Mecklenburg County was first approached by the City of Charlotte to provide mutually beneficial maintenance services for the County’s vehicles. These vehicles included all Sheriff’s Department and administrative vehicles, light- and medium-duty trucks (including pickups and vans), landscaping/agricultural equipment, and paratransit buses and vans, totaling 1,587 vehicles and pieces of equipment.
The City of Charlotte is the largest city in the State of North Carolina and the 19th largest in the country.
"Mecklenburg County had already identified several key changes needed to enhance its fleet maintenance operation, including investing in a new fleet management information system and shifting accountability for fleet maintenance spending decisions to fleet users (County departments)," according to Equipment Management Division Manager Rudolph Payton, City of Charlotte, N.C.
Proving the City was the Best Choice
Charlotte needed to prove to Mecklenburg County officials they would save money by outsourcing light-vehicle maintenance services.
"The process of proving the potential cost savings to Mecklenburg County involved a number of steps starting with determining what all would be required," said Payton.
The first step was calculating Mecklenburg’s actual fleet count, what vehicles were involved, to whom were they assigned, their replacement schedules, and the previous three years of actual maintenance cost.
Next, Payton and his team determined the proposal’s impact on current County fleet employees. For example, would the Mecklenburg employees become City of Charlotte employees or remain on the Mecklenburg County payroll?
The City also developed the process for handling employment-related issues, such as benefits coordination related to sick leave, vacation pay and scheduling, discipline, levels of compensation by classification, etc.
"Bear in mind many discussions were held between the executive management of both organizations to finalize just what the ‘landscape view’ would be," said Payton. "Resultant decisions determined the direction and the necessary steps."
The next step was for the Equipment Management Division (EMD) to develop a proposed budget in conjunction with Business Support Services’ Office of Resource Management.
EMD began applying its budget process by using vehicle equivalent units to determine required staffing needs, bay utilization and facility capacity, and technician and administrative staff skill levels.
The Office of Resource Management determined overhead and benefits costs, and applicable chargeback rates to create a "win-win" situation for the City and County.
The City of Charlotte’s Business Support Services business unit successfully submitted a proposed budget that generated a potential cost savings of $700,000 for Mecklenburg County, and significantly reducing overall costs for the City of Charlotte due to an "economy of scale."[PAGEBREAK]
Challenges Overcome & Goal Accomplished
When an organization takes over the responsibility for a process from another organization, public or private, challenges will arise. Challenges experienced — and overcome — by the City of Charlotte include:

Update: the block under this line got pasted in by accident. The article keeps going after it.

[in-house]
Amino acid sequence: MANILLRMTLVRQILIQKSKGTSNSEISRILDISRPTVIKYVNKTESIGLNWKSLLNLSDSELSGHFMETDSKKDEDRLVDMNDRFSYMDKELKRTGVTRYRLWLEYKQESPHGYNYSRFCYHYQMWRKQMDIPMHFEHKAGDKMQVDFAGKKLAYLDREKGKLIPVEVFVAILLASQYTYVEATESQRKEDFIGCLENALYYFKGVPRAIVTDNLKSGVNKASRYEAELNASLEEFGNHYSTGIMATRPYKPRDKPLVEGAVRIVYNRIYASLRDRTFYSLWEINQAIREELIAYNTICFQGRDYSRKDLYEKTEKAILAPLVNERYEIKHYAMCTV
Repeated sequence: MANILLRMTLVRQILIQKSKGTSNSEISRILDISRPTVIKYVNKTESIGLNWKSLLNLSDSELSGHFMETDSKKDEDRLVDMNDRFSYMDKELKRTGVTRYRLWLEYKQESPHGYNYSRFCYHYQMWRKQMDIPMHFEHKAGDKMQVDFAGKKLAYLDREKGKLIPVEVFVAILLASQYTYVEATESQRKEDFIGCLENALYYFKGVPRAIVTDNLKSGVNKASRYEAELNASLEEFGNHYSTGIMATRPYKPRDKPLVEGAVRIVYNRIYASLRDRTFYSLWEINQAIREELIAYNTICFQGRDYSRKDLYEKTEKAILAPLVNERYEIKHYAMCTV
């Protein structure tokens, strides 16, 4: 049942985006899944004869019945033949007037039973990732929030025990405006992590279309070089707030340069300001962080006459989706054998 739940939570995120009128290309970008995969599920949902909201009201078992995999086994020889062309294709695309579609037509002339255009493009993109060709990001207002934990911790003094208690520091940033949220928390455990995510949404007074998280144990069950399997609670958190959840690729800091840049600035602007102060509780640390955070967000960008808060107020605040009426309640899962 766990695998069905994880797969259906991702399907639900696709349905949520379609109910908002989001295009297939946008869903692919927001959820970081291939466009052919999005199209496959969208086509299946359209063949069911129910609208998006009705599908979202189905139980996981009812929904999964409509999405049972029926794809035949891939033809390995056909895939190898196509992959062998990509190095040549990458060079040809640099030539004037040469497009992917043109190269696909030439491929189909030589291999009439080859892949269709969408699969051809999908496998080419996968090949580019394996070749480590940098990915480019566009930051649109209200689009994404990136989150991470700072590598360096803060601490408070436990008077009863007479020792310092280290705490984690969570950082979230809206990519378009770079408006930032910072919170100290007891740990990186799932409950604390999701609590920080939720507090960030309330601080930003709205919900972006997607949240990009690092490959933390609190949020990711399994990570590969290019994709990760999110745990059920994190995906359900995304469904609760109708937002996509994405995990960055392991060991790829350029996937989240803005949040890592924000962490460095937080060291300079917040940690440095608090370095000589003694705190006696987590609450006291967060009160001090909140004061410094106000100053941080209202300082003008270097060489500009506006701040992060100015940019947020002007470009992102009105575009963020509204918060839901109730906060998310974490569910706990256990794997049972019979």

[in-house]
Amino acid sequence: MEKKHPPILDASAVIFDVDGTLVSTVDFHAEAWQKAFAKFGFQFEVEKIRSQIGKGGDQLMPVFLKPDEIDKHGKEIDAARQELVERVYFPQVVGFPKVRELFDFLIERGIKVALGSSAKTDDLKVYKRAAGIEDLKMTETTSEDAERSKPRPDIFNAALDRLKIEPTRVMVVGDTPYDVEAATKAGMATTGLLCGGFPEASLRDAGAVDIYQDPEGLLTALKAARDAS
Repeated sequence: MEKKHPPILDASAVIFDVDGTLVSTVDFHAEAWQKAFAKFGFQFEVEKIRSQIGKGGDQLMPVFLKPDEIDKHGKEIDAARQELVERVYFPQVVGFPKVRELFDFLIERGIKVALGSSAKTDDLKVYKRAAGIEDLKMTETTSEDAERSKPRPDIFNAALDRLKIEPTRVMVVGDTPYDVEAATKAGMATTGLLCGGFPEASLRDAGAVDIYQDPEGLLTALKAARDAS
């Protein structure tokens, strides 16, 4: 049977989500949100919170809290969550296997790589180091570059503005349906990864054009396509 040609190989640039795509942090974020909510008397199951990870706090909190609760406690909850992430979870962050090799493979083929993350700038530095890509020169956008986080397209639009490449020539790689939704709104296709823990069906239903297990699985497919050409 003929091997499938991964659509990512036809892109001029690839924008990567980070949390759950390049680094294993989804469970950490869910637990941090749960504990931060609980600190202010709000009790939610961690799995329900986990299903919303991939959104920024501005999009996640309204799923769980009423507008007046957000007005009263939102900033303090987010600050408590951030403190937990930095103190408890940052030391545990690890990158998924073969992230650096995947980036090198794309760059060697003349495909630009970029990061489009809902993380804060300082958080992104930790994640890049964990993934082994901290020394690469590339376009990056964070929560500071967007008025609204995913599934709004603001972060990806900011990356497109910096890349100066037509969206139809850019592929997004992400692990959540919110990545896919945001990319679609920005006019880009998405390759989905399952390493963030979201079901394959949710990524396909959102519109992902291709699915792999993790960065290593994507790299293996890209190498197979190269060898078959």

• Communication. "We had to realize communication was key to the success of this project. If any message was not conveyed properly, it could lead to miscommunication and prove costly," said Payton. "Some of the miscues experienced on both sides of this project led to loss of manpower and missed deadlines; however, the issue was quickly recognized and both parties were brought to one accord."
• Accuracy. Information and data accuracy was another hurdle. Lack of accuracy creates a loss of credibility and generates a sense of confusion and mistrust. "When accuracy is lost, all parties involved spend an inordinate amount of time re-analyzing information rather than resolving issues," said Payton.
• Terminology. Another challenge was the terminology related to understanding fleet business processes. "Both organizations operated using different methods to accomplish the same result. It was necessary to ensure terms used by one organization were understood by the other and vice-versa," said Payton.
• Lack of Clarity. A lack of clarity led to confusion and often "muddied the waters," resulting in revamping communication models, budgets, policies, and procedures to fulfill the needs of both parties, according to Payton.
• Training. "We needed to determine who would be trained, how they would be trained, who would conduct the training and when, what the syllabus would contain, and employee skill and ability levels," said Payton.
• Project Management. The City and the County used a formal project management approach in order to keep the merger on track including formation of a project steering committee, development of a project charter, creation of a communications plan, and development of criteria to manage change and acceptance that tasks were completed.
This process was instrumental in keeping the project on schedule and within budget. It also provided a mechanism for all of the various stakeholders to participate in the project.
Mecklenburg County had established a goal to reduce its maintenance cost per vehicle equivalent unit while maintaining or improving service quality. The City and County staff began developing a proposal that would be good for taxpayers, County fleet users, and County employees.
"I would have to conclude the goals of both organizations throughout this partnership have been met unquestionably," said Payton.